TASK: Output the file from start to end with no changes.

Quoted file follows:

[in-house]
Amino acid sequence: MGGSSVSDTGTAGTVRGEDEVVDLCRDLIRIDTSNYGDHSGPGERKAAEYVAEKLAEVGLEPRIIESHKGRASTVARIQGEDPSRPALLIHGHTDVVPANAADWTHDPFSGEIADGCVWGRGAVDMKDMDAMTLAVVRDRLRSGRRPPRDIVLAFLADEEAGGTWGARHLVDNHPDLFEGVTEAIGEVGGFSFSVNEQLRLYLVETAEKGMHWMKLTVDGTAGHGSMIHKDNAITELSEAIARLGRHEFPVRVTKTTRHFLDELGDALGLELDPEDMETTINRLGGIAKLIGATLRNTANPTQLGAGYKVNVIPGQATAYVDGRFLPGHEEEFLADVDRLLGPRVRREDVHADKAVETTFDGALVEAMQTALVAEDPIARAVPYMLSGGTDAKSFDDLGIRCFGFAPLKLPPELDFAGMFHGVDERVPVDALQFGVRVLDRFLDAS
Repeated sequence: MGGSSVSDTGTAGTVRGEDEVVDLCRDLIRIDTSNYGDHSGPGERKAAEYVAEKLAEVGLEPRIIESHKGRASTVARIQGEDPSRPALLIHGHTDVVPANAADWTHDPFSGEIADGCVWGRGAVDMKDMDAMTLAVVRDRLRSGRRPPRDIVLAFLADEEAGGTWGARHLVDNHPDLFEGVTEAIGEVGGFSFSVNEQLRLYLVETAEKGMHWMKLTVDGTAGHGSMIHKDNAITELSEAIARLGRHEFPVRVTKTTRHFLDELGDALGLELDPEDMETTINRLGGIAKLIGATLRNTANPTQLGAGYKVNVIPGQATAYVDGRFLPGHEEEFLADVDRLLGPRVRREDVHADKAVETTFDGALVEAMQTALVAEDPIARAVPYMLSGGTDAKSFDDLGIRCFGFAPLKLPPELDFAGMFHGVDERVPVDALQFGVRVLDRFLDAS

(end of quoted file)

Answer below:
[in-house]
Amino acid sequence: MGGSSVSDTGTAGTVRGEDEVVDLCRDLIRIDTSNYGDHSGPGERKAAEYVAEKLAEVGLEPRIIESHKGRASTVARIQGEDPSRPALLIHGHTDVVPANAADWTHDPFSGEIADGCVWGRGAVDMKDMDAMTLAVVRDRLRSGRRPPRDIVLAFLADEEAGGTWGARHLVDNHPDLFEGVTEAIGEVGGFSFSVNEQLRLYLVETAEKGMHWMKLTVDGTAGHGSMIHKDNAITELSEAIARLGRHEFPVRVTKTTRHFLDELGDALGLELDPEDMETTINRLGGIAKLIGATLRNTANPTQLGAGYKVNVIPGQATAYVDGRFLPGHEEEFLADVDRLLGPRVRREDVHADKAVETTFDGALVEAMQTALVAEDPIARAVPYMLSGGTDAKSFDDLGIRCFGFAPLKLPPELDFAGMFHGVDERVPVDALQFGVRVLDRFLDAS
Repeated sequence: MGGSSVSDTGTAGTVRGEDEVVDLCRDLIRIDTSNYGDHSGPGERKAAEYVAEKLAEVGLEPRIIESHKGRASTVARIQGEDPSRPALLIHGHTDVVPANAADWTHDPFSGEIADGCVWGRGAVDMKDMDAMTLAVVRDRLRSGRRPPRDIVLAFLADEEAGGTWGARHLVDNHPDLFEGVTEAIGEVGGFSFSVNEQLRLYLVETAEKGMHWMKLTVDGTAGHGSMIHKDNAITELSEAIARLGRHEFPVRVTKTTRHFLDELGDALGLELDPEDMETTINRLGGIAKLIGATLRNTANPTQLGAGYKVNVIPGQATAYVDGRFLPGHEEEFLADVDRLLGPRVRREDVHADKAVETTFDGALVEAMQTALVAEDPIARAVPYMLSGGTDAKSFDDLGIRCFGFAPLKLPPELDFAGMFHGVDERVPVDALQFGVRVLDRFLDAS